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Please note that you can click through the charts and diagrams to see larger versions.

After the Blue Nile, Inc. (NILE) conference call this past Wednesday (Seeking Alpha Transcript), I am following up to my prior article where I stated that:

With this backdrop and assuming that the S&P remains within a range of 800 – 950, I expect Blue Nile stock to trade within a range of $20 – $25.

Blue Nile's stock closed on Friday at $21.22.

In my prior article, I gave analysts expectations for the quarter:

  • Average Revenue Estimate (Current Quarter): $94.84M;
  • Average Revenue Estimate (Current Year): $304.35M.
  • Average Earnings Estimate (Current Quarter): $0.36; and
  • Average Earnings Estimate (Current Year): $0.87.

How did Blue Nile actually perform?

  • Revenue (Current Quarter): $85.8M;
  • Revenue (Current Year): $295.3M.
  • Earnings (Current Quarter): $0.24; and
  • Earnings (Current Year): $0.75.

Blue Nile missed on both revenue and earnings, yet its stock held up. Moreover, the markets were weak with the S&P closing on Friday at 770.05.

Given that backdrop, how do I feel about Blue Nile stock price now? I am reasonably comfortable sticking with my prior estimate that the stock price should remain bound by $20 – $25 so long as the S&P remains in the 800 – 950 range. There are four inputs or factors that guide me to this price: one, decimation of the competition; two, current state of the economy, with emphasis on unemployment; three, the impossibility to define a stock valuation rigorously; and four, recent stock prices. Let's look at each of these four items separately to see how they collectively help to form my opinion that NILE should be range-bound between $20 – $25.

In my last article, I referred you to The Wall Journal article No Sparkle for Jewelers on Feb. 14: Recession Pummels Chain Stores as More Buyers Turn Their Back on Bling (subscription required) published on 12 February 2009.

The recession pummeled jewelers hard during the holidays, when usually they earn an average of 30% of their annual revenues, as consumers avoided gems and other premium goods. Sales of luxury items, including jewelry, fell 34% compared to a year ago, according to MasterCard SpendingPulse.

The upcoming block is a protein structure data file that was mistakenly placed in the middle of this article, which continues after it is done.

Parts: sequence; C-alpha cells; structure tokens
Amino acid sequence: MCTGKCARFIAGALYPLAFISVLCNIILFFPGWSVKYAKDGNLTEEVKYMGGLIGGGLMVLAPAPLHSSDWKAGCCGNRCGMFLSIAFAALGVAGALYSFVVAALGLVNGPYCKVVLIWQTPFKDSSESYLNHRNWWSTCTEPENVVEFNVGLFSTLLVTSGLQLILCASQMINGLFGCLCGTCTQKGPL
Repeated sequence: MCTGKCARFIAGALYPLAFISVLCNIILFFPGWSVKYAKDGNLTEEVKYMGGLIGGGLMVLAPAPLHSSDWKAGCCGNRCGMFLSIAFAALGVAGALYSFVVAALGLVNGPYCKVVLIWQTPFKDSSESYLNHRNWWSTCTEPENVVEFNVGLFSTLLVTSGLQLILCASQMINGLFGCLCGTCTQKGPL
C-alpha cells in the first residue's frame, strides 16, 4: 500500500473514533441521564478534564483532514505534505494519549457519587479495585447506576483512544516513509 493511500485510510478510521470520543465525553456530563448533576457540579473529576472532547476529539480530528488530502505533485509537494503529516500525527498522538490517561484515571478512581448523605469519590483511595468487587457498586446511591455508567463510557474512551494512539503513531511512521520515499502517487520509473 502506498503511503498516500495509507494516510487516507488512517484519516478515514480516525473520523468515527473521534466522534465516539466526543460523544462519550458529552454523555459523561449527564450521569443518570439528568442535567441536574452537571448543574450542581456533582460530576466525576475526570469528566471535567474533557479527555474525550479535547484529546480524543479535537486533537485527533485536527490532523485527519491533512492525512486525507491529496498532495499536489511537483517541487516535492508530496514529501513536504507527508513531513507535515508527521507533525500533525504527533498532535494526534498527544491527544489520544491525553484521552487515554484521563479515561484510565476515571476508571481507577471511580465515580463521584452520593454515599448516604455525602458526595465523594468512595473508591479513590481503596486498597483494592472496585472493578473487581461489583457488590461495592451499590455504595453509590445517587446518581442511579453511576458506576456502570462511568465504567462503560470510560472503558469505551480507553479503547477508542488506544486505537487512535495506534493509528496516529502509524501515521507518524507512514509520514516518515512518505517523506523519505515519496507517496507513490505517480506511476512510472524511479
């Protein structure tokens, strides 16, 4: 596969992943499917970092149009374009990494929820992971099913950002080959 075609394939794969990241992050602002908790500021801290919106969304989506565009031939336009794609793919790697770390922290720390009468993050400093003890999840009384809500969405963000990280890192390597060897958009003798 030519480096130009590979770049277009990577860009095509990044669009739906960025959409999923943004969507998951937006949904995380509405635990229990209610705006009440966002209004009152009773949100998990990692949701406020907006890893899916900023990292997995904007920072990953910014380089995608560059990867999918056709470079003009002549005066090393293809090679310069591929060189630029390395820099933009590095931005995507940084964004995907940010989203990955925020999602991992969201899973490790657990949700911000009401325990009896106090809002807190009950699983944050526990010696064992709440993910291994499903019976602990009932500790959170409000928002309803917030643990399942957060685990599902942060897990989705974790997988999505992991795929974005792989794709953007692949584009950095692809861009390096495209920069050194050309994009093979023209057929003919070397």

...

Hopes that Valentine's Day, the third-biggest holiday for jewelry sales after Christmas and Mother's Day, would put some sparkle in results are fading. But Market researcher IBISWorld Inc. said it expects jewelry sales for the Feb. 14 holiday to fall 5.1% to $1.48 billion from $1.56 billion a year ago.

Of course, even before December's poor sales, local jewelry stores and regional and national chains had been disappearing at an alarming rate. For all of 2008, 1,140 jewelry businesses closed -- more than half of them retailers -- and the number of bankruptcies rose 19%, according to the Jewelers Board of Trade, a Rhode Island-based credit research and collections bureau for the jewelry industry.

I can only begin to imagine the chaos and mayhem occurring at competitors' offices—executives scurrying about trying to see which leases they can break, how to cover upcoming debt payments, who ordered expansion into what markets and why, and on and on. None of these actions increases the value proposition to the customer.

Now, compare the competitors' situation with that of Blue Nile's. Look at the chart below to see its revenues during the past nine years.

Copyright 2009 Kevin H. Stecyk: Blue Nile Revenue Chart

I am going to discuss this chart again later. The reason for showing this chart now is to demonstrate that Blue Nile is still enjoying reasonable revenues.

Blue Nile has no debt, no massive infrastructure to support, and reasonable revenues. Yes, its revenues were a bit light. Its revenue growth against that of its competitors' remains favorable. So while the competition is in crisis mode, Blue Nile's management team is able to focus on its customers and increase the value proposition.

Let's move along to the state of the economy. While much has been written and continues to be written, one graphic below, a heat map of the unemployment by county, sums it up for me. This graphic is sourced from the United States Department of Labor: Bureau of Labor Statistics.

County Unemployment Heatmap

The above picture is likely to get worse before it gets better. I find the revenue chart and unemployment diagram interesting. Obviously, as unemployment rises, jewelers will be under even greater pressure than they are now. The unfolding of the unemployment picture deserves careful monitoring.